Halting Deadlifts: Are You Over The Bar?

Halting deadlifts and similar variations are some of my favorite pulling exercises, but they’re also commonly done in a way that makes them essentially pointless.
The key point of these is to keep your shoulders in front of the bar in the top position.
How do you know if they are? Very easily—if you’re not fighting to keep the bar against your legs, your shoulders are not in front of it.
The bar wants to hang below the shoulder joint—so if your shoulders are in front of the bar, that bar is trying to swing forward away from your legs.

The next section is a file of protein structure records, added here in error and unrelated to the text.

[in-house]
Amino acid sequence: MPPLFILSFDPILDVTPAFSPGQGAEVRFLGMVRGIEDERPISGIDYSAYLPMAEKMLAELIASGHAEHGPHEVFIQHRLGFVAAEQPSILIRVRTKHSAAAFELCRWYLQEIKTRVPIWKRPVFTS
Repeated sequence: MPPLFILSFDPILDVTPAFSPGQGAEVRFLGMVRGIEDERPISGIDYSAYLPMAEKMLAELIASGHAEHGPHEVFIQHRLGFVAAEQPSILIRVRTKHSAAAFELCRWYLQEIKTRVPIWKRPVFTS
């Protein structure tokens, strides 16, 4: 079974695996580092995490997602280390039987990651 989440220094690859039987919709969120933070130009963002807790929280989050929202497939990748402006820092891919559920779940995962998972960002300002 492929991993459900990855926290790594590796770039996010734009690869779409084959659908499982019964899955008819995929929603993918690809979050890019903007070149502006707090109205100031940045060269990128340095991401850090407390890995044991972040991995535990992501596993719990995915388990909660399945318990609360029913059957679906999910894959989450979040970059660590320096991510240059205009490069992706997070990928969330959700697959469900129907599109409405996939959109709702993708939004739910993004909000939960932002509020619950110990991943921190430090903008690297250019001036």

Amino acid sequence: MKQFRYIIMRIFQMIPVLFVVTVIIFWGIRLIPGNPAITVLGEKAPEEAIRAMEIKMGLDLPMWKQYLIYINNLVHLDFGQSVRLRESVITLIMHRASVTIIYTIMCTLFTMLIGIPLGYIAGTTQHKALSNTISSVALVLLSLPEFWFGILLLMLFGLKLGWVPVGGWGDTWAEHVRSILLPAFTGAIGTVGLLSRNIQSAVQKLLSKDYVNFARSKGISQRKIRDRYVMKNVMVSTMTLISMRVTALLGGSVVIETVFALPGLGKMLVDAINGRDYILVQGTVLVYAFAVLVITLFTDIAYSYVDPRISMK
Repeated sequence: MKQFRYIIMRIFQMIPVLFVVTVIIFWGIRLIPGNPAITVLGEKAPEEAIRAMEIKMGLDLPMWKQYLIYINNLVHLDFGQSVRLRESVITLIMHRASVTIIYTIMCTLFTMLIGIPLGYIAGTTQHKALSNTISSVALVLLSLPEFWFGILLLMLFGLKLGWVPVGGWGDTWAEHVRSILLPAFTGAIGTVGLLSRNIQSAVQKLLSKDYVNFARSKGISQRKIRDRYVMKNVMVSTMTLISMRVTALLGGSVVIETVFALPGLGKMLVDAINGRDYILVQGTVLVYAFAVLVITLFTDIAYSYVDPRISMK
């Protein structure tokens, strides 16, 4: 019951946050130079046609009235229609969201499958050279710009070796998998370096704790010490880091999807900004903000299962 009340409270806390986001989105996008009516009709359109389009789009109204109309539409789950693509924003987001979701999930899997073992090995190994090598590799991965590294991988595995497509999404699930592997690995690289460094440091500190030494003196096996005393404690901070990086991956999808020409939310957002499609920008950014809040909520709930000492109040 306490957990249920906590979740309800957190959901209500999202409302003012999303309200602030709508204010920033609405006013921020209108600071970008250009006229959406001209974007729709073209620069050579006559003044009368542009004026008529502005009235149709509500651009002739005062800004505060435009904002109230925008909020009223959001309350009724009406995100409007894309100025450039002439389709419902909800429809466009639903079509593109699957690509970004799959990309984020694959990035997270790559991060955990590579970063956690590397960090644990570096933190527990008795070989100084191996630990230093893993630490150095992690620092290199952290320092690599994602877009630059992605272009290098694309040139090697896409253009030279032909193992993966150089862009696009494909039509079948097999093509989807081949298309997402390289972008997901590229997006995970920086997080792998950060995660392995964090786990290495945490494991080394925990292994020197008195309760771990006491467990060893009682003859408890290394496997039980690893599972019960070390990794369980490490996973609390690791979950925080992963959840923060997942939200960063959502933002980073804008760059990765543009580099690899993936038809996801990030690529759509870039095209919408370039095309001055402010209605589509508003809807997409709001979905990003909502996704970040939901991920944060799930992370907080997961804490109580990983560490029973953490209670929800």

If the bar is resting agreeably against your thighs at the top, your shoulders are above or behind it, and you’re completely blowing it.
The second key is maintaining even balance over the whole foot—don’t let yourself get more comfortable by shifting back to the heels. If you’re looking for comfort, you chose a terrible activity.
A quick but important note for clarity: The position at the top of a high halting deadlift or pull to hip is NOT one you should ever be in during an actual snatch or clean—we’re exaggerating to build the strength to stay over the bar and keep the bar against the body when we are.
And finally… this is NOT the power position!

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